The game is accessible and the basic mechanics are easy to grasp, but the camera angles are surprisingly clumsy. Despite giving players a lot of control over the camera (including a very cool first person vantage point so you can explore your own LEGO creations first hand) the game suffers from an irritatingly tight viewing angle most of the time.

Also the aforementioned massive catalogue of LEGO bricks leads to a clunky build interface. As you explore the multiple worlds and scan LEGO objects, they will be added to your library and able to be constructed at any time. But you’ll need to scroll through dozens of pages and sub-menus it order to find a particular vehicle or structure first.

With enough patience players will be able to create whatever their heart desires, but just like sifting through your LEGO brick collection as a kid, trying to find the exact thing you're looking for can be a frustrating experience. Kudos to the developers that they managed to create a digital LEGO catalogue which works, but after unlocking a vast library, the prospect of building objects gets slowly more and more intimidating.

Vehicles, which obviously help with getting around the different biomes, include nearly every imaginable mode of transport. You’ll be able to create cars, boats, planes, submarines, massive drills and spaceships (SPACESHIP!). You can even just hop on a living beastie like a horse, dragon, or a dinosaur; and if that sounds too mundane, you could simply reshape the “brick-scape” around you to get rid of mountains or lakes that might be in your way.

Ultimately LEGO Worlds suffers from its own lofty ambitions. The open-world sandbox approach means it lacks the polish (or storytelling) of say a LEGO Star Wars title. While it gives players the creative freedom of Minecraft, it doesn’t attempt to simplify the building limitations which made its competitor so successful. Often having restrictions or limited resources can force you to find other practical, creative ways to bring your world to life. Instead LEGO Worlds has every brick and building tool at your disposal, which means it’s an experience that rewards creativity, but also demands patience due to an awkward interface.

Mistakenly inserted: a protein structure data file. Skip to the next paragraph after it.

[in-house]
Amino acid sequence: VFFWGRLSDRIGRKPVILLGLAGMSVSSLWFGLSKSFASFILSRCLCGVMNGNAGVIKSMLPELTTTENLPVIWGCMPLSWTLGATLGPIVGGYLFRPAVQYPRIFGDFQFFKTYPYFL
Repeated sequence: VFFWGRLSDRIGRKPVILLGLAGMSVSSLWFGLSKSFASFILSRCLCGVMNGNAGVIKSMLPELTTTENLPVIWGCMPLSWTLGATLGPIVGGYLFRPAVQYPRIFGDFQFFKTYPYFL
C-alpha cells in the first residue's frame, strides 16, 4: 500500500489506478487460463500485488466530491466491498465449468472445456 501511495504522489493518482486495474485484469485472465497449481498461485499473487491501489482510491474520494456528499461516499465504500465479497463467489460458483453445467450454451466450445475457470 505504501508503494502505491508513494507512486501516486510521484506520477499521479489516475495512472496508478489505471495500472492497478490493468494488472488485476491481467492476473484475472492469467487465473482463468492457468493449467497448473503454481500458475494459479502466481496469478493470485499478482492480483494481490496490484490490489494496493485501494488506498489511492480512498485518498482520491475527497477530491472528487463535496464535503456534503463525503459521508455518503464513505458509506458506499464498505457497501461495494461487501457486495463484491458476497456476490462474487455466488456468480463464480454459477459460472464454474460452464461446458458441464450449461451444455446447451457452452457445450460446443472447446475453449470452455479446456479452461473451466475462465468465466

Angus received a physical copy of LEGO Worlds from Warner Bros. for review.


LEGO Worlds
"Clicks together beautifully like LEGO, but you might be searching for that final elusive brick."
- LEGO Worlds
7.5
Good
 
Follow Own it? Rating: PG   Difficulty: Easy   Learning Curve: 5 Min


 

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Comments Comments (11)

 
Posted by Overdrive5000
On Friday 17 Mar 2017 2:12 PM
3
I have enjoyed all other Lego games but since this one is a bit different I'm getting it from nzgameshop for $30 so If I don't really like it I wont be losing much
 
 
 
Posted by RKO_NZ
On Friday 17 Mar 2017 2:23 PM
4
A fun co-op game to play with the younger ones in the family, very simple, and although when you create buildings they're presets ie you dont actually place any blocks, but your discovery tool morphs it from the surroundings, its more user friendly for the younger ones, so instant gratification in ways compared to minecraft where even some basic creations require time and even at its end don't look too great, storylines a bit like No Mans Sky (lmao dont hate on me NMS fans) you create your character and you crash land on a planet, and have to find gold lego bricks to upgrade your shift to use your shift to discover other planets. Highly recommended to the parents on the forums who are looking for a fun and friendly co op game for the kids.